Conceptual creativity is characteristic of all perception, since the function of perception is rarely simply to characterise sensory input. It often includes the interpretation of that input as arising from something else. Hence descriptors suitable for that something else, namely features of the environment, are needed, and in general these go beyond any input description language.
This would not be the case if all that was required was classification or recognition of sensory stimuli, or prediction of new sensory stimuli from old. For classification and prediction, unlike interpretation and explanation, are not processes requiring conceptual extrapolation beyond the input description language. (I am here talking about classification of features or structures in a retinal image or optic array, not classification of objects depicted. The latter includes interpretation.)
This touches on a very old philosophical problem, concerning the origins of concepts not directly abstracted from experience. How can visual mechanisms go from a set of image descriptors to a significantly enlarged set of descriptors? Closely related is the question how scientists can go from observations to theories about totally unobservable phenomena. More generally how can anything relate manipulable structures to remote objects - i.e. assign a semantics to symbols or representations? (I have discussed these general questions elsewhere, e.g. [ Sloman 1987 2].)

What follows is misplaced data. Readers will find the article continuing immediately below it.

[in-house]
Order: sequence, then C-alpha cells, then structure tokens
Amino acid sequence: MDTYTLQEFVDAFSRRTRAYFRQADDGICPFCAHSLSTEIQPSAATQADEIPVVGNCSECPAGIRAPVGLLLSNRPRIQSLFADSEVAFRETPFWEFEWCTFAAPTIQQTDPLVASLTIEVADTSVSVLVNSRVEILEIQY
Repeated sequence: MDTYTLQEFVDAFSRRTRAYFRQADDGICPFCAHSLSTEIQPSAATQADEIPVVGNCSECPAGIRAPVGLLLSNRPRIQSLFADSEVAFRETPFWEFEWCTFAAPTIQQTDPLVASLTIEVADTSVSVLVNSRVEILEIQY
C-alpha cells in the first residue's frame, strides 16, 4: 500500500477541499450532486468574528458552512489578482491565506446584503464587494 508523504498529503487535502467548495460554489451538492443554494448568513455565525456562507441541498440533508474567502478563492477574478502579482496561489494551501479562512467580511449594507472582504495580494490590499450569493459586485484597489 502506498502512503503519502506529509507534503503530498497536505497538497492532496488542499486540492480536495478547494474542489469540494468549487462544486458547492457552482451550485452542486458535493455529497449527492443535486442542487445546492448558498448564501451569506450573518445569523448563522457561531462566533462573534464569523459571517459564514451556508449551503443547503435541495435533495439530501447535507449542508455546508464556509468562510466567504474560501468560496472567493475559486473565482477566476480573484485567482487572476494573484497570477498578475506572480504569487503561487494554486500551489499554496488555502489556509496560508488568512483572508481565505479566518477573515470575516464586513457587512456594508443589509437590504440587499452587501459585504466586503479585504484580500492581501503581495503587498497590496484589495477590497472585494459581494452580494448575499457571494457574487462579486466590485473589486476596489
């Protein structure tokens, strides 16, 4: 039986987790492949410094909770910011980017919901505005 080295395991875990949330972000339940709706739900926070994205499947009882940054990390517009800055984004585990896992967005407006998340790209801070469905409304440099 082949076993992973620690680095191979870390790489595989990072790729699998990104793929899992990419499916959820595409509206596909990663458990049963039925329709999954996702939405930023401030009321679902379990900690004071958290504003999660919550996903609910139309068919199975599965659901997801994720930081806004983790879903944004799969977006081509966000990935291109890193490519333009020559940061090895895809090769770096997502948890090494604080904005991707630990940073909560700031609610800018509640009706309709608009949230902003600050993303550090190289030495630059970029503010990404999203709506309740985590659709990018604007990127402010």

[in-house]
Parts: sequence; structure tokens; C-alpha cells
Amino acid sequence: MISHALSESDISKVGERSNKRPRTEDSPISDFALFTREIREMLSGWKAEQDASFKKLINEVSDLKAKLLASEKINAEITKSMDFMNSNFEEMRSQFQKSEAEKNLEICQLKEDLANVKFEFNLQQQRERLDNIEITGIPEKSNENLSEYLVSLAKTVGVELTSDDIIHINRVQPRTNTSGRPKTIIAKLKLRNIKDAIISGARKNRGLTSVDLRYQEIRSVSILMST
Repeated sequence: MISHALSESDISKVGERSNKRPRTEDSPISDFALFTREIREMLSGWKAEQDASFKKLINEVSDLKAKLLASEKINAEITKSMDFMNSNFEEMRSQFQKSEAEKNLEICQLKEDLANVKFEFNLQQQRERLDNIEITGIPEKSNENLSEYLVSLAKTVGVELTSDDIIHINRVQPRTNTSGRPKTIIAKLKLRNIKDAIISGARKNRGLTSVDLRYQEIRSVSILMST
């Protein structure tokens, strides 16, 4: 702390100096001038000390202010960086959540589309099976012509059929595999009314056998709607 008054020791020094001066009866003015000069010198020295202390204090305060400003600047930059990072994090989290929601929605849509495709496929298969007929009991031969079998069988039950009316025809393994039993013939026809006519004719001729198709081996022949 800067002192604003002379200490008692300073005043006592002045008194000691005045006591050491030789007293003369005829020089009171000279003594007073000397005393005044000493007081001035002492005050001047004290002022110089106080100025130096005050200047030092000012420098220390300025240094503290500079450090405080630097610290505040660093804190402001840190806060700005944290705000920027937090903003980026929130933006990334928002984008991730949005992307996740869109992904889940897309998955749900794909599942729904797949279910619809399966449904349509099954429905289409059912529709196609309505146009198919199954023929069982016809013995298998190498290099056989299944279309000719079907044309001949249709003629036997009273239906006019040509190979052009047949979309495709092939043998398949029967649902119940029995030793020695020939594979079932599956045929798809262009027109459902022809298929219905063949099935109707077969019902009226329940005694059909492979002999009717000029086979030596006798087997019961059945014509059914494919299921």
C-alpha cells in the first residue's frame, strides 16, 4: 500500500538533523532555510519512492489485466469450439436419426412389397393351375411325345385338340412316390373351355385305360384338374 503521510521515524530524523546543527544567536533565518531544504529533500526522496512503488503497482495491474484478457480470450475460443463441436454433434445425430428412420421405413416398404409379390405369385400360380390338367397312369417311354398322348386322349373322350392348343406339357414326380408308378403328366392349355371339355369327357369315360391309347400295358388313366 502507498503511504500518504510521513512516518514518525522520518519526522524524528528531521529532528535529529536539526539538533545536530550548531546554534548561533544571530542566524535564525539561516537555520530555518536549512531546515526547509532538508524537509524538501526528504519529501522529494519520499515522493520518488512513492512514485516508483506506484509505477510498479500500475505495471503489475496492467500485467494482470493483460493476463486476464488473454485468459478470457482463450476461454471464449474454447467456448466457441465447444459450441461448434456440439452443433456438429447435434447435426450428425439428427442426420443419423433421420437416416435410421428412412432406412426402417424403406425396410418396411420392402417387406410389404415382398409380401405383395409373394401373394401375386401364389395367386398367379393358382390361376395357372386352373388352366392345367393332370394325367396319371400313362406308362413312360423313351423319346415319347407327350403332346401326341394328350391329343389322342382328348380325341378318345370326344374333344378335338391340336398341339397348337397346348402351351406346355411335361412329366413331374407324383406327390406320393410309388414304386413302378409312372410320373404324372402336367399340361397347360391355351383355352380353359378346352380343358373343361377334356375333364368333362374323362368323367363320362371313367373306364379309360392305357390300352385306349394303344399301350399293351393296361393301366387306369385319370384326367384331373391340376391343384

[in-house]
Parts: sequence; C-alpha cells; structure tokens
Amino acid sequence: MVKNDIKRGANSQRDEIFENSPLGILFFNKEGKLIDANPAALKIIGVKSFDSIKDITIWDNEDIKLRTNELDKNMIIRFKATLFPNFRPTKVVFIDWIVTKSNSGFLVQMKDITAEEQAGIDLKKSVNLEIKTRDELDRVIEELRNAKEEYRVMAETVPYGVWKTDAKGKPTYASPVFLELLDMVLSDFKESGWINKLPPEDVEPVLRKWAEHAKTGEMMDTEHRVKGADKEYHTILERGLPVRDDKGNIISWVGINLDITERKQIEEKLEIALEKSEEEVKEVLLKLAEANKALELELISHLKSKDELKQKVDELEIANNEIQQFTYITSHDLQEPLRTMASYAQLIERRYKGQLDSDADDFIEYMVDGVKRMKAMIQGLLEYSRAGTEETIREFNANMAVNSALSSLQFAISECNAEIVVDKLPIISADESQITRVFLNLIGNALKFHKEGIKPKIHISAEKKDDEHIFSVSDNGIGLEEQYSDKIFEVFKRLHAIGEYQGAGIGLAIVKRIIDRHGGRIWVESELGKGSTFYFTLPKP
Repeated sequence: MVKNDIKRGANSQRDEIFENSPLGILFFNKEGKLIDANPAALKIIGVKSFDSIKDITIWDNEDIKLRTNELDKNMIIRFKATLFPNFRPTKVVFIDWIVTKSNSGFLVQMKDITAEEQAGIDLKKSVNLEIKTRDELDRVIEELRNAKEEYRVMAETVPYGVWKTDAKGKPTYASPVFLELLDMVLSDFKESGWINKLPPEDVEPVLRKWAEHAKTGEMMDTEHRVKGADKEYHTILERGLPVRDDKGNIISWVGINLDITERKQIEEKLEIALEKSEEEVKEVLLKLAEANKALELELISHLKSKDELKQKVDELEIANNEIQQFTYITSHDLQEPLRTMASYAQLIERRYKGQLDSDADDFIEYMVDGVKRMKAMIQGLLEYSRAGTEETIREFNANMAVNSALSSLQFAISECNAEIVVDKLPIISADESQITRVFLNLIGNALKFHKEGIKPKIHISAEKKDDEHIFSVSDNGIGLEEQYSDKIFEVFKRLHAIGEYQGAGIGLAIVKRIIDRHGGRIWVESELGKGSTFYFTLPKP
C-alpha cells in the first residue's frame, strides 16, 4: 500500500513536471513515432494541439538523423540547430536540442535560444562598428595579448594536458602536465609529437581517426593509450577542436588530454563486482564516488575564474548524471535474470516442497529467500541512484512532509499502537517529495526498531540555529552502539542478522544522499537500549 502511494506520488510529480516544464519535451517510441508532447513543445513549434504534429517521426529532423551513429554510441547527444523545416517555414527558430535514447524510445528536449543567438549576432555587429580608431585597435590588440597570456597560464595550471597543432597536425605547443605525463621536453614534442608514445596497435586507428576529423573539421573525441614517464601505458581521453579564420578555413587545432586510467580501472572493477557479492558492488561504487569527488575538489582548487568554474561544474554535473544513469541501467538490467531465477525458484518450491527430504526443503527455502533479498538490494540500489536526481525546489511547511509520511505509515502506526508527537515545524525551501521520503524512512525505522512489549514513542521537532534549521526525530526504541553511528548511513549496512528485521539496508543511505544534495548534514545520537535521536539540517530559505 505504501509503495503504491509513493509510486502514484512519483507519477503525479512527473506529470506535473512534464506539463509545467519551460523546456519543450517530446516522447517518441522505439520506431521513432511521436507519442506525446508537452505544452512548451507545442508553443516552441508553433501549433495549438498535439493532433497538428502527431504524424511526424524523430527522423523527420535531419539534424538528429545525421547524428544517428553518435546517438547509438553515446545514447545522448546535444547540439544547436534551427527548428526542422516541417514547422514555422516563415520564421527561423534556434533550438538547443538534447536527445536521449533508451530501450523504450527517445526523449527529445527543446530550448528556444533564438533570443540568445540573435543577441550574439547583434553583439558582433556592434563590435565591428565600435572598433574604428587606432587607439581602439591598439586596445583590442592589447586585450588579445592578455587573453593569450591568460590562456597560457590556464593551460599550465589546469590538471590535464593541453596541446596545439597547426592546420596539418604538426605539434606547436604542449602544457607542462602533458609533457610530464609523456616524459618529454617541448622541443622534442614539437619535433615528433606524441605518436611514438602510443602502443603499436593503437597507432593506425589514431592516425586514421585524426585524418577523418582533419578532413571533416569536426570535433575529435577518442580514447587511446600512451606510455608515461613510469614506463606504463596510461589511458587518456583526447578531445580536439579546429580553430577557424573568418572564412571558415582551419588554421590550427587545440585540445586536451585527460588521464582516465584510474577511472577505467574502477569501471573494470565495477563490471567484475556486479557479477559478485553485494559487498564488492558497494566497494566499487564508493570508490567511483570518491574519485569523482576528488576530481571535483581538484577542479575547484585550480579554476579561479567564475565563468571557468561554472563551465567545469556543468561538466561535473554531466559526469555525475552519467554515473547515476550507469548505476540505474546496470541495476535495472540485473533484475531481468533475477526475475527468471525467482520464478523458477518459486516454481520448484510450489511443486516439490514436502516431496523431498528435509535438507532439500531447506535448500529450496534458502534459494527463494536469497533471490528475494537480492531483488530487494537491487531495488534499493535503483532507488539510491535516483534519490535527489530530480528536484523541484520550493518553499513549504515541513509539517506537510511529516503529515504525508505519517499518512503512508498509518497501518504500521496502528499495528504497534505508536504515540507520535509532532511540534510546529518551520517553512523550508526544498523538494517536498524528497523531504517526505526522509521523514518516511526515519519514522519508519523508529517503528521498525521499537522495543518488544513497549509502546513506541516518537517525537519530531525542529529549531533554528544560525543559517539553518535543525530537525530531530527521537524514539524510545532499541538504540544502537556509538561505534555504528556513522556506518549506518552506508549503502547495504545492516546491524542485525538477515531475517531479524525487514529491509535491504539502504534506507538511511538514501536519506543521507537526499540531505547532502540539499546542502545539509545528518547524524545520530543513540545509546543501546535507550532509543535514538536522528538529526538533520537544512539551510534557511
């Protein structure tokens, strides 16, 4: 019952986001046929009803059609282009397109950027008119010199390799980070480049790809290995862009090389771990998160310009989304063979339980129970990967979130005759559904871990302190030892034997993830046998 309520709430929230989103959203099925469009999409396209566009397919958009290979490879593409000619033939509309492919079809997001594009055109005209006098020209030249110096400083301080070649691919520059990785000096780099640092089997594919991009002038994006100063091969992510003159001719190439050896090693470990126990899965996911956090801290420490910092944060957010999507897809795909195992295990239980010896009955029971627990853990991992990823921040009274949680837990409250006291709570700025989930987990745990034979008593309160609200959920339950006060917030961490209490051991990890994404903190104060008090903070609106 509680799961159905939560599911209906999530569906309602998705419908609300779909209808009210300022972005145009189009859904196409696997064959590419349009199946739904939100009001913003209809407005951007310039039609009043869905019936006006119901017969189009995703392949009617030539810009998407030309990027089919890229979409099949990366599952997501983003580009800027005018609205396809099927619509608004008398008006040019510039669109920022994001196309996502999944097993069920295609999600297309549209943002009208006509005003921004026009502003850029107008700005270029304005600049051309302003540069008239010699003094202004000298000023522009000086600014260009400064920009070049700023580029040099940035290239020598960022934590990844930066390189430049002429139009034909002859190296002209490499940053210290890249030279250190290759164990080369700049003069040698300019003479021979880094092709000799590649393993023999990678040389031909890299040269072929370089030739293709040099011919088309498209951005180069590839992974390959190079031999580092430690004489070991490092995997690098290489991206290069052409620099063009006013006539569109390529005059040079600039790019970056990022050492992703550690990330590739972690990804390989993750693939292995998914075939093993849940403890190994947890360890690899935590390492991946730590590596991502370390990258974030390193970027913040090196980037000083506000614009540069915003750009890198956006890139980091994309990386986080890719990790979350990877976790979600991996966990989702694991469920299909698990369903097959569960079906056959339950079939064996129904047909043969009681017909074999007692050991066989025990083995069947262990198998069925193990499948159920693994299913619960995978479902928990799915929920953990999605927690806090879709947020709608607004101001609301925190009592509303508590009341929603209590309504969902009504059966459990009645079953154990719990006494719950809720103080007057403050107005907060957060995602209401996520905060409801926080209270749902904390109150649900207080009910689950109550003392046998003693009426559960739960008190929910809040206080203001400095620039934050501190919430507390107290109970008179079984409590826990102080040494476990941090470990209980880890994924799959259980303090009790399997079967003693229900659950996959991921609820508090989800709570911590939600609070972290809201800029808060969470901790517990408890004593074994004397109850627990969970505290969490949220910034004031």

Production of 3-D descriptions on the basis of 2-D features requires a mechanism with the following powers. When presented with stimuli which it can analyse and describe in a particular formalism, it should somehow associate them with a quite different set of descriptions, with different semantic variability. We have already had reason to believe that this association is not always a principled inference. It might, for example, be based in part on training using an associative memory.